Jonee Janolino, left, and Kaliandra Capri at Bowen Park in a promo shot for sitcom ‘Toxic Mascotlinity’ (Arpen Jhajj Photo)

Jonee Janolino, left, and Kaliandra Capri at Bowen Park in a promo shot for sitcom ‘Toxic Mascotlinity’ (Arpen Jhajj Photo)

Nanaimo production company looks to crowdfund for sitcom idea

Producer hopes to submit ‘Toxic Mascotlinity’ pilot to streaming platforms in 2023

An independent Nanaimo film production company is crowd-funding for a pilot series that features a ‘devil on your shoulder’ character in a dragon onesie.

Producer, writer and director for Toxic Mascotlinity, Matt Haley said that if the project gets the desired financial backing, he sees it as an episodic sitcom that relatably addresses mental health issues.

“We really want to talk about current social issues and world topics. And using an interesting brand of comedy to bring light to it as well,” he said. “But walking that fine line of what is appropriate and what is funny – we don’t want to overstep or insult anyone.”

He envisions that the first season, if green-lit, will follow the main character Bree as she navigates the world with Kevin, her “foul-mouthed, vape-smoking, croc-wearing, toxic imaginary dragon.”

“Kevin is like her broken psyche. He’s there to help her with her loneliness and some other … issues,” Haley said. “Your first instincts aren’t always your best instincts … and Kevin is that guy that’s always got something to say.”

From a director’s standpoint, Haley said the series will be interesting to shoot since Kevin, played by Jonee Janolino, will provide a near constant narrative, while only Bree can see or hear his antics.

Haley speculated his own experiences dealing with drug and alcohol recovery played a heavy hand in the story concept.

“When I got sober, I really wanted to tell stories that helped people … And as ex-military, I had some mental-health issues myself,” he said. “And I’ve always had that idea of the angel and the devil on your shoulder, to guide you through your decision-making.”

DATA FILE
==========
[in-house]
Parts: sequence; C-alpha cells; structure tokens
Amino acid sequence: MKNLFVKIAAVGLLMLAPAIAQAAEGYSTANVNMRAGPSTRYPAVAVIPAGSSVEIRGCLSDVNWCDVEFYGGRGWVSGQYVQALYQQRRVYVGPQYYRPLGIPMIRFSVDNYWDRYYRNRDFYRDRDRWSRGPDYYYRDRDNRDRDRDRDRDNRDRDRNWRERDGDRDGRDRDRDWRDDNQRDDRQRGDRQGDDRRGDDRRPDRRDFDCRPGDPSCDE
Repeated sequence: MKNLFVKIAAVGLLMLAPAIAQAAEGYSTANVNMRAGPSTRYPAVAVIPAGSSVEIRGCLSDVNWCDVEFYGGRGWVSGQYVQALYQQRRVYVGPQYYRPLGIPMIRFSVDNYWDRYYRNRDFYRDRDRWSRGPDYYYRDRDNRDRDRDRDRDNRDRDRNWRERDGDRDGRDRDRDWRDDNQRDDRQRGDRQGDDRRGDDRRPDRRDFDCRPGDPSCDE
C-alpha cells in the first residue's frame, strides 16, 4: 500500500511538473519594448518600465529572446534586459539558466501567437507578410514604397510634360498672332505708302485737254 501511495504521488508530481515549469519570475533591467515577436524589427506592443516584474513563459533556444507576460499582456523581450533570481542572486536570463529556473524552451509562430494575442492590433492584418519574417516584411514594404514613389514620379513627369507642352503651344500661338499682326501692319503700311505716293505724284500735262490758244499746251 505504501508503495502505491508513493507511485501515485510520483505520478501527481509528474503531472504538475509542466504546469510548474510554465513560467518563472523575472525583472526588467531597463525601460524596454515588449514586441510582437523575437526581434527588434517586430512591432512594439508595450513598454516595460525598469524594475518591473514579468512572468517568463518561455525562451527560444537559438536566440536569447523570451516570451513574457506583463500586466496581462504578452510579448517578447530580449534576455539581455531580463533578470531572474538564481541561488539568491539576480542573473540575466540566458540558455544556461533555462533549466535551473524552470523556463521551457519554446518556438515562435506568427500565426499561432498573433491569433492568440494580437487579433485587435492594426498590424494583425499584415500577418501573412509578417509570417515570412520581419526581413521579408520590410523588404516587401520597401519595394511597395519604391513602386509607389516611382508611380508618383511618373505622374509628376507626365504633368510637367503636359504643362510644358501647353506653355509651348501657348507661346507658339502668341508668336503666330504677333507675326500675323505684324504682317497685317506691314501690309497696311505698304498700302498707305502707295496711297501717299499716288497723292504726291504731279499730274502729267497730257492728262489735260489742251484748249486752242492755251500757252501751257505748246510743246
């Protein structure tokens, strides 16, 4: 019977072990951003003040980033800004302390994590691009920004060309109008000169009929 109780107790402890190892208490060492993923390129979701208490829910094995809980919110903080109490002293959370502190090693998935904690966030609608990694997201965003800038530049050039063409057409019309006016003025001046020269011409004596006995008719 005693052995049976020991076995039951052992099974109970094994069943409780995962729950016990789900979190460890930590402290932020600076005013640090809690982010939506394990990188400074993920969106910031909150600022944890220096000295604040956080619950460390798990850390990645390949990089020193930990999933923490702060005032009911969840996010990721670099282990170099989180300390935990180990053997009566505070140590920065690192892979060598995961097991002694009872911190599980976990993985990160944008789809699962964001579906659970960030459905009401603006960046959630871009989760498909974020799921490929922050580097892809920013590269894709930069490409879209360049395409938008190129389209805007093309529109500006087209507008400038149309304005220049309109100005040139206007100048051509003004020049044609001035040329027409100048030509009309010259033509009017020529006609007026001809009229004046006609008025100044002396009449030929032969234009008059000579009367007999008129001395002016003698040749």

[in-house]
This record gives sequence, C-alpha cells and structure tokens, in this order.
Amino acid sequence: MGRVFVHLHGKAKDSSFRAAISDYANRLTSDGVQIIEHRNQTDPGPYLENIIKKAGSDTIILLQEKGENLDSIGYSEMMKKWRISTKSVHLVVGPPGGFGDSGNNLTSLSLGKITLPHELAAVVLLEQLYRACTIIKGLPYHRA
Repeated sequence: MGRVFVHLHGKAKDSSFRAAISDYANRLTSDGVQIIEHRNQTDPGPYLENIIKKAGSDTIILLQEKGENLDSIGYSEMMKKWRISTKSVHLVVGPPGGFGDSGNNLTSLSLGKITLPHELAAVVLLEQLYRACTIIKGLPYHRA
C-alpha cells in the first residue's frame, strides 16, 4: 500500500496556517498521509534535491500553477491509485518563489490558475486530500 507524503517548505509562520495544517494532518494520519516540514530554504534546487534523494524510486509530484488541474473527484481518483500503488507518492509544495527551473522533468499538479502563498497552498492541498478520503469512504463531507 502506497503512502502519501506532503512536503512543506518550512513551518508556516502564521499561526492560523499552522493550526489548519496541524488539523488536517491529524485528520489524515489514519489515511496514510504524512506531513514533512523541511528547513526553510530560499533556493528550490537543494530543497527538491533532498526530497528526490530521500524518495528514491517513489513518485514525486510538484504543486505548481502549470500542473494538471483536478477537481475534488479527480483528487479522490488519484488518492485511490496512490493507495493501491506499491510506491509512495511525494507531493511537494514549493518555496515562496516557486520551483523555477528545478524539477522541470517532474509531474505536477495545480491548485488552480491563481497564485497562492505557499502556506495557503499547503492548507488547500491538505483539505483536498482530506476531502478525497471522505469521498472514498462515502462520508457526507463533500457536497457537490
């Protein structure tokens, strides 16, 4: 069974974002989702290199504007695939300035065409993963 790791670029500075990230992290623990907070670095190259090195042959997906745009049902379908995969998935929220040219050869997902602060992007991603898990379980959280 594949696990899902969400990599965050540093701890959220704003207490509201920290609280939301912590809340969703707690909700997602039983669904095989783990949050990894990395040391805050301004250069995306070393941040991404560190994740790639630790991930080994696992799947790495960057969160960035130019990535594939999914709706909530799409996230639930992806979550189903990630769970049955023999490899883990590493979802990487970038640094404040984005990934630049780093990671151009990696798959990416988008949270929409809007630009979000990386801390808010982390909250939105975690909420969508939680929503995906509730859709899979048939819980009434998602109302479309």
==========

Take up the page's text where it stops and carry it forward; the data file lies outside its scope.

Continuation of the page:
He said he expects a lot of people can sympathize with the experience of having a “toxic sidekick looming over their shoulder” while they’re trying to live their best life.

The story of Toxic Mascotlinity first started as a short film script approximately half a year ago. However, after reaching out to several production companies and agents, Haley said he was met with mostly requests for multi-hour episodic material. He then reworked the 12-page short film into a 21-page pilot episode after numerous rewrites.

“Originally there was going to be a big, baseball-type mascot. And we weren’t going to show its face. But we decided that bringing in a working actor … and showing his face and having him in a dragon onesie would be much funnier,” Haley said.

If successfully backed, the project will require hiring four additional actors, two potentially as recurring characters – Bree’s brother and her therapist.

Kaliandra Capri, who plays Bree, said she intends on “bringing a bit of herself” to the main character.

“I see a lot myself in this character because we’re really focusing on the mental-health aspect, and also sexism…” she said, adding that she’s experienced her fair share of toxic masculinity, especially while working in different male-dominated industries.

Capri also said she eagerly jumped at the opportunity to work alongside Janolino again, having appeared in several Haley House Productions films with him before, including The Settler and 12 Step Strangler.

Although the characters and story were created by Haley, he said Capri and Janolino played a significant role in the project as they helped him workshop story ideas and character development.

“It’s my story, but it’s their characters … It’s really important to me that these guys have a voice.”

With a hopefully successful Kickstarter campaign, Haley intends to submit the ‘proof-of-concept’ pilot to streaming service providers and distributors in early 2023. They aim to start filming, with potential locations in Nanaimo, Nanoose, Victoria and the Comox Valley, for five days in late October followed by approximately six weeks of editing.

As it currently stands, the campaign has achieved roughly 25 per cent of its $11,200 goal. The majority of the money raised will go to cast and crew, and the remainder will cover incidentals such as insurance, securing locations, travel, lodging and post-production.

mandy.moraes@nanaimobulletin.com

Arts and Entertainment

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